Yellow staining caused by 4,4'-methylenedianiline exposure. Occurrence among molded plastics workers

Research output: Contribution to journalArticle

19 Citations (Scopus)

Abstract

Workers engaged in a molded plastics operation were studied to determine the etiology of yellow staining reactions involving the skin, nails, and hair. A walk-through survey of the facility, medical interviews, physical interviews, physical examinations, and blood and urine tests were performed. 4,4'-Methylenedianiline (MDA), a component chemical of the manufacturing process, produced intense yellow discoloration of nitrocellulose paper in the laboratory and appeared to volatilize readily under ambient conditions. Thirty-five (65%) of 54 process workers showed varying degrees of staining while 11 workers employed in other parts of the factory showed no staining. Yellow staining was restricted to areas of the body where direct contact with MDA appeared likely. Laboratory studies did not provide evidence of systemic toxic effect Because MDA is a known hepatotoxin for man, with carcinogenic properties in animal test systems, it is important to recognize yellow staining as a cutaneous marker of exposure to this chemical.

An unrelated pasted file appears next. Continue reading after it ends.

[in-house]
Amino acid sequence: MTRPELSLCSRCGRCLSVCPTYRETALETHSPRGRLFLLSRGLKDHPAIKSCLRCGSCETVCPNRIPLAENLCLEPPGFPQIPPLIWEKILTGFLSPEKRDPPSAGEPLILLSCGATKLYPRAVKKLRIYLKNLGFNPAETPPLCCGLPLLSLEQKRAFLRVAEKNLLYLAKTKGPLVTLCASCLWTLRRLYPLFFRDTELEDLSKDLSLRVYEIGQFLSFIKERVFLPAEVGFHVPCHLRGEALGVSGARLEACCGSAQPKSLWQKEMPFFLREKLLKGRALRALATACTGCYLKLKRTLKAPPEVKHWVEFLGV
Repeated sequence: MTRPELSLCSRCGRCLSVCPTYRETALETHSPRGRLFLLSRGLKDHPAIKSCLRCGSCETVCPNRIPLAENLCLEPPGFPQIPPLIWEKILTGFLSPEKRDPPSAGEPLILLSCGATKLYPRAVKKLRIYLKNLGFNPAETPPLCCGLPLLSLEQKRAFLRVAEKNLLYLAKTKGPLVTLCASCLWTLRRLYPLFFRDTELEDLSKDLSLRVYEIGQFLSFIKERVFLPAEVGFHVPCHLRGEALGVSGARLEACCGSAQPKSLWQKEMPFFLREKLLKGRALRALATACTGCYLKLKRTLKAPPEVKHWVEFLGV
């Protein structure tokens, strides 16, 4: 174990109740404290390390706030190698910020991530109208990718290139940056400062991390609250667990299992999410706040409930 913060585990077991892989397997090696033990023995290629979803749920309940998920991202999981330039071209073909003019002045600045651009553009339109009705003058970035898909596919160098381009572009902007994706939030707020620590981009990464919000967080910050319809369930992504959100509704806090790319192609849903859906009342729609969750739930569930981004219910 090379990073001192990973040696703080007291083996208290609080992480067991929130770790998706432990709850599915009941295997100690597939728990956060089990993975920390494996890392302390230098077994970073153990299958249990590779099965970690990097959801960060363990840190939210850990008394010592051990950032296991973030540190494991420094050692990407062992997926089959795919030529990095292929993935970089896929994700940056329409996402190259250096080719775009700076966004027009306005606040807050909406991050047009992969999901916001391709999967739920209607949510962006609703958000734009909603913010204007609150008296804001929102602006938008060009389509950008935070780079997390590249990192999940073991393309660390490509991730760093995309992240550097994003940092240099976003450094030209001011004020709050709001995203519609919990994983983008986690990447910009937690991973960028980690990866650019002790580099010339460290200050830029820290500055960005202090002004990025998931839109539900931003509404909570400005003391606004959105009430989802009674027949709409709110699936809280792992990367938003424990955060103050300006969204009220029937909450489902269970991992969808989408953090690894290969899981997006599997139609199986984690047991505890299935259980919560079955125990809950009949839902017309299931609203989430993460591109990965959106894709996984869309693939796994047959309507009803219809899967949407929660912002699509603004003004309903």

Original languageEnglish (US)
Pages (from-to)1022-1027
Number of pages6
JournalArchives of Dermatology
Volume121
Issue number8
DOIs
StatePublished - 1985
Externally publishedYes

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Plastics
Staining and Labeling
Chemical Phenomena
Interviews
Skin
Collodion
Poisons
Hematologic Tests
Nails
Hair
Physical Examination
4,4'-diaminodiphenylmethane
Urine

ASJC Scopus subject areas

  • Dermatology

Cite this

Yellow staining caused by 4,4'-methylenedianiline exposure. Occurrence among molded plastics workers. / Cohen, Steven R.

In: Archives of Dermatology, Vol. 121, No. 8, 1985, p. 1022-1027.

Research output: Contribution to journalArticle

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